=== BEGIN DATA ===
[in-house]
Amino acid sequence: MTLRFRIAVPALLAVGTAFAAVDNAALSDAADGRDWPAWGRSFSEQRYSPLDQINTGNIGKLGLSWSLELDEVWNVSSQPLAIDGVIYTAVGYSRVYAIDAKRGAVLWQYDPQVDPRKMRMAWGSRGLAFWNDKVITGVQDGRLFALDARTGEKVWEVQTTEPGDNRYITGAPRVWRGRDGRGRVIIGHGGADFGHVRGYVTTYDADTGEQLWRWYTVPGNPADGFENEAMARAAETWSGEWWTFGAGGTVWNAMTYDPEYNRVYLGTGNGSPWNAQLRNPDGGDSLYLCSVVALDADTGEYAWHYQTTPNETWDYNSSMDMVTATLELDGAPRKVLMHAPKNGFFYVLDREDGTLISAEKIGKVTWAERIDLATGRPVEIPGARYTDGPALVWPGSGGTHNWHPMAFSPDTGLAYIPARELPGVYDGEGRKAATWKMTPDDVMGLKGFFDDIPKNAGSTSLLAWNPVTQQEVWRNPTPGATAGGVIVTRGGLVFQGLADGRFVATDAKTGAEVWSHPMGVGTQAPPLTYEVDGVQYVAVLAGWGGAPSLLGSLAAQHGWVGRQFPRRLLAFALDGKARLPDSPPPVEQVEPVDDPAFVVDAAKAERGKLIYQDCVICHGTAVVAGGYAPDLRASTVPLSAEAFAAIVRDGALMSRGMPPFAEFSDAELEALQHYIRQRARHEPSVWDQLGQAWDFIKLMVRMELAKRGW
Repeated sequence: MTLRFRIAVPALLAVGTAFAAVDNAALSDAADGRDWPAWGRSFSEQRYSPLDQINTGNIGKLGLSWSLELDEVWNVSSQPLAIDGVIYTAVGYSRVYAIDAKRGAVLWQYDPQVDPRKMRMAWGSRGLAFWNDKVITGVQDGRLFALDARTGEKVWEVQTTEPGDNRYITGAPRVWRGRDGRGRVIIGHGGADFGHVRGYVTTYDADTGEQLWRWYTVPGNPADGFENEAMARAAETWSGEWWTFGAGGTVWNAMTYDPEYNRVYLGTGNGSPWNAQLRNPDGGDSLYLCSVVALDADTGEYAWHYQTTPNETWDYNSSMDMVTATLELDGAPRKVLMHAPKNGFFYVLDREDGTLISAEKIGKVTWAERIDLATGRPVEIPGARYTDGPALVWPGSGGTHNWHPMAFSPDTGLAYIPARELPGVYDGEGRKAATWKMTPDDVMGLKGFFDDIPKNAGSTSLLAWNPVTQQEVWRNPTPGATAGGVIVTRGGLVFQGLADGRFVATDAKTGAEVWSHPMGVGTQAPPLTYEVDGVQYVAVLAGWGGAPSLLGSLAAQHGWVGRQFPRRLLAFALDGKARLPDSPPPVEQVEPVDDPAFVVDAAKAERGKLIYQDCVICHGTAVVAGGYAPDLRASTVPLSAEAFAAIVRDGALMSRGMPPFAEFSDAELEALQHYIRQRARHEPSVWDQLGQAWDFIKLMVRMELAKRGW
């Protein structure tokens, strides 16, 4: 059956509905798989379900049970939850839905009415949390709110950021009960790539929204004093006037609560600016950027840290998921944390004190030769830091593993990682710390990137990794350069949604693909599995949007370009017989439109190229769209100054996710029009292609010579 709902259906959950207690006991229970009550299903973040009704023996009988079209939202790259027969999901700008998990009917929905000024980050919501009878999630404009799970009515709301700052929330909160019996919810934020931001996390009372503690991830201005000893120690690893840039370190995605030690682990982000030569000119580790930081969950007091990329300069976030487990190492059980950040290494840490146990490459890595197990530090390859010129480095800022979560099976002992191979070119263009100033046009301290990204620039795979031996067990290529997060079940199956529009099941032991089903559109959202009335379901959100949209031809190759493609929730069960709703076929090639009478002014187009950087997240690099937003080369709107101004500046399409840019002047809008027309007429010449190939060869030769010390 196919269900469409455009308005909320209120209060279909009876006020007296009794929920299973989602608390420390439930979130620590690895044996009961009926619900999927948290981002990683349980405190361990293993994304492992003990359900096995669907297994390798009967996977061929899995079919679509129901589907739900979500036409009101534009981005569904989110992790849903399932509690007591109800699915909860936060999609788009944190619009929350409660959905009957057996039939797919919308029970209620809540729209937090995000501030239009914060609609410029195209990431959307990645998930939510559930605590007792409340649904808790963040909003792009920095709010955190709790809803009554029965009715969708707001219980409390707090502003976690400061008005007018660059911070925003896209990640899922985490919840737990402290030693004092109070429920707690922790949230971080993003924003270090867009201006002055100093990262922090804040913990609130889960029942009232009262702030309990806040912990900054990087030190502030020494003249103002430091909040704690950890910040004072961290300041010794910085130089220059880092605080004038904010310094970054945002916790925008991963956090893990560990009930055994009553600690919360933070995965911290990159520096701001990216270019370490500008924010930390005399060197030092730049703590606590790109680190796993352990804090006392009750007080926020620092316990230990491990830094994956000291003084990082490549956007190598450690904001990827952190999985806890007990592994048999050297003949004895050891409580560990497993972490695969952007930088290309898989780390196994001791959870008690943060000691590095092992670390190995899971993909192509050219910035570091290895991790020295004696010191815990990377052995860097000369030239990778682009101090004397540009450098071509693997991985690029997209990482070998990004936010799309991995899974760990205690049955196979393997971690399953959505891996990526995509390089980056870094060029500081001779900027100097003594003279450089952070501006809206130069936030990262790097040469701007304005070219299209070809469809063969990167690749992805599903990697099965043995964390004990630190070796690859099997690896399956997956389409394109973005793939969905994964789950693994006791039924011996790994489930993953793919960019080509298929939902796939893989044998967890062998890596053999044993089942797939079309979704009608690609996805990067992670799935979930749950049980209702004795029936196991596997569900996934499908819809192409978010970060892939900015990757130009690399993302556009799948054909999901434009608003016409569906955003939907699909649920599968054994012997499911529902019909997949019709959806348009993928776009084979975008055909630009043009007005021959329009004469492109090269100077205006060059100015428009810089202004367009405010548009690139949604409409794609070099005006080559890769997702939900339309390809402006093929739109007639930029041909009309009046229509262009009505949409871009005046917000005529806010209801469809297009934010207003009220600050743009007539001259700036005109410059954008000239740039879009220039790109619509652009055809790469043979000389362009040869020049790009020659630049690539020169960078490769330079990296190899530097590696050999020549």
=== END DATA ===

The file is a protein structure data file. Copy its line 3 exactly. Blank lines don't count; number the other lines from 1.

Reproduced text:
Repeated sequence: MTLRFRIAVPALLAVGTAFAAVDNAALSDAADGRDWPAWGRSFSEQRYSPLDQINTGNIGKLGLSWSLELDEVWNVSSQPLAIDGVIYTAVGYSRVYAIDAKRGAVLWQYDPQVDPRKMRMAWGSRGLAFWNDKVITGVQDGRLFALDARTGEKVWEVQTTEPGDNRYITGAPRVWRGRDGRGRVIIGHGGADFGHVRGYVTTYDADTGEQLWRWYTVPGNPADGFENEAMARAAETWSGEWWTFGAGGTVWNAMTYDPEYNRVYLGTGNGSPWNAQLRNPDGGDSLYLCSVVALDADTGEYAWHYQTTPNETWDYNSSMDMVTATLELDGAPRKVLMHAPKNGFFYVLDREDGTLISAEKIGKVTWAERIDLATGRPVEIPGARYTDGPALVWPGSGGTHNWHPMAFSPDTGLAYIPARELPGVYDGEGRKAATWKMTPDDVMGLKGFFDDIPKNAGSTSLLAWNPVTQQEVWRNPTPGATAGGVIVTRGGLVFQGLADGRFVATDAKTGAEVWSHPMGVGTQAPPLTYEVDGVQYVAVLAGWGGAPSLLGSLAAQHGWVGRQFPRRLLAFALDGKARLPDSPPPVEQVEPVDDPAFVVDAAKAERGKLIYQDCVICHGTAVVAGGYAPDLRASTVPLSAEAFAAIVRDGALMSRGMPPFAEFSDAELEALQHYIRQRARHEPSVWDQLGQAWDFIKLMVRMELAKRGW